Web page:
Jonathan Fleming, 53, walked free in April 2014 when his conviction was overturned by the Brooklyn district attorney after spending nearly half his life behind bars. He had been found guilty of the August 1989 shooting of a friend despite being with his family in Orlando, Florida at the time of the murder.
"Fleming spent nearly half of his life behind bars for a crime that evidence available at the time proved he could not have committed," said New York city comptroller Scott Stringer.
"We cannot give back the time that he served, but the city of New York can offer Jonathan Fleming this compensation for the injustice that was committed against him." Fleming went to hospital to see his dying mother after signing the settlement, his lawyers Paul Callan and Martin Edelman said.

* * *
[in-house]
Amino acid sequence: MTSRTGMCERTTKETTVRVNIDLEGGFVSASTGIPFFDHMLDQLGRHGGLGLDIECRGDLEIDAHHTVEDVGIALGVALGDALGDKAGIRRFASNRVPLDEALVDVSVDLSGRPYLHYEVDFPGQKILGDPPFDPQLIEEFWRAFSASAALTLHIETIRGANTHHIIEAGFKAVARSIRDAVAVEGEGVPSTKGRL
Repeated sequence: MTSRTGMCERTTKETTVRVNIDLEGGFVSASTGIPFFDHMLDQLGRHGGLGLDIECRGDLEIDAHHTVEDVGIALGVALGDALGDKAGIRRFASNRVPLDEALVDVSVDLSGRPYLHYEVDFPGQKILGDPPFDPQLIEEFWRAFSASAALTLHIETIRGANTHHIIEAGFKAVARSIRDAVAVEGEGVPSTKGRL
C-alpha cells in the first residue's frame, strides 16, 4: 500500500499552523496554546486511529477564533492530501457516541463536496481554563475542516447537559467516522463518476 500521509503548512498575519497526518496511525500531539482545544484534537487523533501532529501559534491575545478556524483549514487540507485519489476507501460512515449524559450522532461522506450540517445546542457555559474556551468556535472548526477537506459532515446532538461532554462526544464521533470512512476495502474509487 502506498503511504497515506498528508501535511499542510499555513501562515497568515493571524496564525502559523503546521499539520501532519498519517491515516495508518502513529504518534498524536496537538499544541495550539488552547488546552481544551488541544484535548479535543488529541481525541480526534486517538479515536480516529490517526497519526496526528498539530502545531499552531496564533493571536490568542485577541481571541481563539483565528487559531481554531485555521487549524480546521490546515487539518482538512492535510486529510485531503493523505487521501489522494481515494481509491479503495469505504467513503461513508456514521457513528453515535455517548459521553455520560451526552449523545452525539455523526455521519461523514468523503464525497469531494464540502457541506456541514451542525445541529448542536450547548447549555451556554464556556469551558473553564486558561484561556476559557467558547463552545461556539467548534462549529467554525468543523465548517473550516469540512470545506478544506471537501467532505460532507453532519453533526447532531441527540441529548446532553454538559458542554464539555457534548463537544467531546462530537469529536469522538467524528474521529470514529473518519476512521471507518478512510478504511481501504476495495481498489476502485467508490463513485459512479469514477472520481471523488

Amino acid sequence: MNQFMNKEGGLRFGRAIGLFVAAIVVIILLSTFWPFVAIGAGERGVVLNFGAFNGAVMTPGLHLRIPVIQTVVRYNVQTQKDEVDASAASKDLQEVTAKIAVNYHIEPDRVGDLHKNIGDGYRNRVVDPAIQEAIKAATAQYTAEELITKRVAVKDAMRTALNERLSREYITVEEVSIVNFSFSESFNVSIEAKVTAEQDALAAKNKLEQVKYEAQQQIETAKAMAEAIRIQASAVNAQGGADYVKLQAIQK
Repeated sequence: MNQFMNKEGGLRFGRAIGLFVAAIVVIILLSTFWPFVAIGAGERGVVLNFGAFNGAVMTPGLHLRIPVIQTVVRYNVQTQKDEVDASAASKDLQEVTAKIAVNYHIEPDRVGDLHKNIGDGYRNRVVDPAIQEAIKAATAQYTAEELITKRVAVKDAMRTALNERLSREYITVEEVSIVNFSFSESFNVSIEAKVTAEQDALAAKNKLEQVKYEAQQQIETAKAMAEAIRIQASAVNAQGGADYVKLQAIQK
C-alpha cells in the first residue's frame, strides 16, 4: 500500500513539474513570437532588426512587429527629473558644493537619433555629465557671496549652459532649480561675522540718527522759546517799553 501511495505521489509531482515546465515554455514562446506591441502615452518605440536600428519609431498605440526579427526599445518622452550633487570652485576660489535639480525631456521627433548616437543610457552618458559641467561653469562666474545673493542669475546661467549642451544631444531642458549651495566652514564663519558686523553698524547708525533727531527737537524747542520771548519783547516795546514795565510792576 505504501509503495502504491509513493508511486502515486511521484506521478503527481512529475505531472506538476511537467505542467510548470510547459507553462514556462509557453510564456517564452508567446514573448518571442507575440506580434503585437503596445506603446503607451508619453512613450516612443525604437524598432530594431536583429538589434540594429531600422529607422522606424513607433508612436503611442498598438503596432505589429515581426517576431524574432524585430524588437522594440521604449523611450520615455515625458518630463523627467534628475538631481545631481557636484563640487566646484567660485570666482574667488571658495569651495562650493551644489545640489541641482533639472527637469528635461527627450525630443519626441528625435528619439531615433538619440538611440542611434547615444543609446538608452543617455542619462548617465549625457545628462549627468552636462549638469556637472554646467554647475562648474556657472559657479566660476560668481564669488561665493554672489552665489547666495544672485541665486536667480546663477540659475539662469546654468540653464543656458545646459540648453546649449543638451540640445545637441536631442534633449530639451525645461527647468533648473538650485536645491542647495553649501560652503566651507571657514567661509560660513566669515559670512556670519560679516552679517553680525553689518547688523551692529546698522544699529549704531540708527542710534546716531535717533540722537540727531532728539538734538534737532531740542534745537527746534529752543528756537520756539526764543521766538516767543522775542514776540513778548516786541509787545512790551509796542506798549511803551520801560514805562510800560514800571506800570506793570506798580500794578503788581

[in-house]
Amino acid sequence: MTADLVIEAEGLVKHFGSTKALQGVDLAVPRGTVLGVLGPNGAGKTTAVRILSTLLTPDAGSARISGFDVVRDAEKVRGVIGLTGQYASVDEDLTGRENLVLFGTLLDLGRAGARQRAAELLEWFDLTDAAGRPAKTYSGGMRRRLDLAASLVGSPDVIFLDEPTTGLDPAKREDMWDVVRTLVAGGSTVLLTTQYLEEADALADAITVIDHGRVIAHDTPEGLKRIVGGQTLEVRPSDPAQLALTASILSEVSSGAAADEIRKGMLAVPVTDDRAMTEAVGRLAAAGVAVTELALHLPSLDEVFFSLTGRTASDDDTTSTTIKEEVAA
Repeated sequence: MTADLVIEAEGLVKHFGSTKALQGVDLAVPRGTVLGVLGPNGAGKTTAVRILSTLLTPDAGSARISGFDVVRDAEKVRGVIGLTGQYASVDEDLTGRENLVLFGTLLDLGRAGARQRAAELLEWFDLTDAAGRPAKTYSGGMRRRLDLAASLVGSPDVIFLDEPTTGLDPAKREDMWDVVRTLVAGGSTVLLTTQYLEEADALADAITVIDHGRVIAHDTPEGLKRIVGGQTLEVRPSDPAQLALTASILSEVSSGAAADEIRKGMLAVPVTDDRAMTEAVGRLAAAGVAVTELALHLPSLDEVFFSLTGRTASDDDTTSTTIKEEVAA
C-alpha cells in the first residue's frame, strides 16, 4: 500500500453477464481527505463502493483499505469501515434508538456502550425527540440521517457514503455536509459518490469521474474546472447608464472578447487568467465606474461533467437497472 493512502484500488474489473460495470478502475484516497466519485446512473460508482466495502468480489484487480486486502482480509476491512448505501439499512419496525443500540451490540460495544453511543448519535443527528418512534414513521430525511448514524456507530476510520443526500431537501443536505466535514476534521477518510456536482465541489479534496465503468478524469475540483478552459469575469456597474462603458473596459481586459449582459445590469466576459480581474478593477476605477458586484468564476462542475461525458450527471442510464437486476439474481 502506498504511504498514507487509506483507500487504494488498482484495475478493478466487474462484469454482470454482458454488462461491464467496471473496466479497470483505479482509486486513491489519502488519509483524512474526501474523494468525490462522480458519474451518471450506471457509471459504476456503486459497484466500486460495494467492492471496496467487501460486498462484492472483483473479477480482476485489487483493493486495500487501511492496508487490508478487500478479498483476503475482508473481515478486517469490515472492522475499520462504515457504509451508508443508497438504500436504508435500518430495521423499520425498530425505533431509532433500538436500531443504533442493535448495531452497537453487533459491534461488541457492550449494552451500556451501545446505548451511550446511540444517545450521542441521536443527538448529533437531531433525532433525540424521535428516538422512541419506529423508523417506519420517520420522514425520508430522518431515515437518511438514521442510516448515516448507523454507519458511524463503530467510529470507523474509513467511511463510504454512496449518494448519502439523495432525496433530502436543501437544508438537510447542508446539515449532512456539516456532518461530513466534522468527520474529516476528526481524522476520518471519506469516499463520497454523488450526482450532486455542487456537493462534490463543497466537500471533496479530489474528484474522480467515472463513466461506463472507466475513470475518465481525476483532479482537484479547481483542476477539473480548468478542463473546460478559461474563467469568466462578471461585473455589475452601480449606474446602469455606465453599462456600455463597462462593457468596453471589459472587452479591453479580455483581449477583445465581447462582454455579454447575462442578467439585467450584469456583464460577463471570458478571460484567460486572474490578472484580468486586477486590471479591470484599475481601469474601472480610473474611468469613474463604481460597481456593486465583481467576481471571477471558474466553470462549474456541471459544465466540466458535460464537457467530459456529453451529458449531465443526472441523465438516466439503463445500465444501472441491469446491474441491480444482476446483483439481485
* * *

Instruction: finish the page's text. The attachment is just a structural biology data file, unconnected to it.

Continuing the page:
"The swift settlement will enable Jonathan and his family to build a new life without the painful and costly prospect of further litigation," they said in a joint statement. In an interview with the Guardian last year, Fleming said he sat on his prison bed and cried for 10 minutes when he was told he was free.
He walked out of jail with just USD 93 and the clothes on his back, forcing him to move from hotel to hotel, or stay with friends and family while he looked for work. "I feel that I do deserve to be compensated," he told the Guardian in a video interview.
"Because at the end of the day, when it's all said and done, everyone sees that I am innocent." Fleming had a Florida hotel receipt dated August 14, 1989 and time stamped at 9:27 pm, four hours before Darryl Rush was killed in Brooklyn, around 1,000 miles (1,600 kilometers) away.
Fleming's sentence is one of dozens that is being re-examined by a special unit in Brooklyn headed by a Harvard law professor.
Several of the cases being reviewed were investigated by retired police detective Louis Scarcella, suspected of using illegal methods to frame suspects. "No amount of money will ever give him back that time. As Brooklyn district attorney, I'm determined to correct these miscarriages of justice and to prevent them from occurring in the future," he said.